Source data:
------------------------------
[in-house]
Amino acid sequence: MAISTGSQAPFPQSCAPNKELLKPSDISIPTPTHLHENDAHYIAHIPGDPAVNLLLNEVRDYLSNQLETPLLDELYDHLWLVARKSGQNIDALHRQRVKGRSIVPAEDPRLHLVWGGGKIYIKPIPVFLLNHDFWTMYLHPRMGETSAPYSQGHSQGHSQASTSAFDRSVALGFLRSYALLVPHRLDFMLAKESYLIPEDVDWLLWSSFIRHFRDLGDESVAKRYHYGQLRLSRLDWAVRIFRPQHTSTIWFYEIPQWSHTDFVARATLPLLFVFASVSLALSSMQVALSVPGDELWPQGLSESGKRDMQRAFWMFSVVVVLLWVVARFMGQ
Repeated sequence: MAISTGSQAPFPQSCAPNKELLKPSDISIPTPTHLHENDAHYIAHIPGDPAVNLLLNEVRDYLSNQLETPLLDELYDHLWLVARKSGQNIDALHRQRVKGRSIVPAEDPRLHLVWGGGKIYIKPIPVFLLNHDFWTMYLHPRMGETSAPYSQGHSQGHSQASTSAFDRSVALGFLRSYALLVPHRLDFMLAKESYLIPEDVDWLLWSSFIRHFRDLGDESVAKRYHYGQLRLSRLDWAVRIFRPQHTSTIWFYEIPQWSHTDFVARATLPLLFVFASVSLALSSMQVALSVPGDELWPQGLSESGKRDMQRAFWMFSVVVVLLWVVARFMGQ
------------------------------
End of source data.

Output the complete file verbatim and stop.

[in-house]
Amino acid sequence: MAISTGSQAPFPQSCAPNKELLKPSDISIPTPTHLHENDAHYIAHIPGDPAVNLLLNEVRDYLSNQLETPLLDELYDHLWLVARKSGQNIDALHRQRVKGRSIVPAEDPRLHLVWGGGKIYIKPIPVFLLNHDFWTMYLHPRMGETSAPYSQGHSQGHSQASTSAFDRSVALGFLRSYALLVPHRLDFMLAKESYLIPEDVDWLLWSSFIRHFRDLGDESVAKRYHYGQLRLSRLDWAVRIFRPQHTSTIWFYEIPQWSHTDFVARATLPLLFVFASVSLALSSMQVALSVPGDELWPQGLSESGKRDMQRAFWMFSVVVVLLWVVARFMGQ
Repeated sequence: MAISTGSQAPFPQSCAPNKELLKPSDISIPTPTHLHENDAHYIAHIPGDPAVNLLLNEVRDYLSNQLETPLLDELYDHLWLVARKSGQNIDALHRQRVKGRSIVPAEDPRLHLVWGGGKIYIKPIPVFLLNHDFWTMYLHPRMGETSAPYSQGHSQGHSQASTSAFDRSVALGFLRSYALLVPHRLDFMLAKESYLIPEDVDWLLWSSFIRHFRDLGDESVAKRYHYGQLRLSRLDWAVRIFRPQHTSTIWFYEIPQWSHTDFVARATLPLLFVFASVSLALSSMQVALSVPGDELWPQGLSESGKRDMQRAFWMFSVVVVLLWVVARFMGQ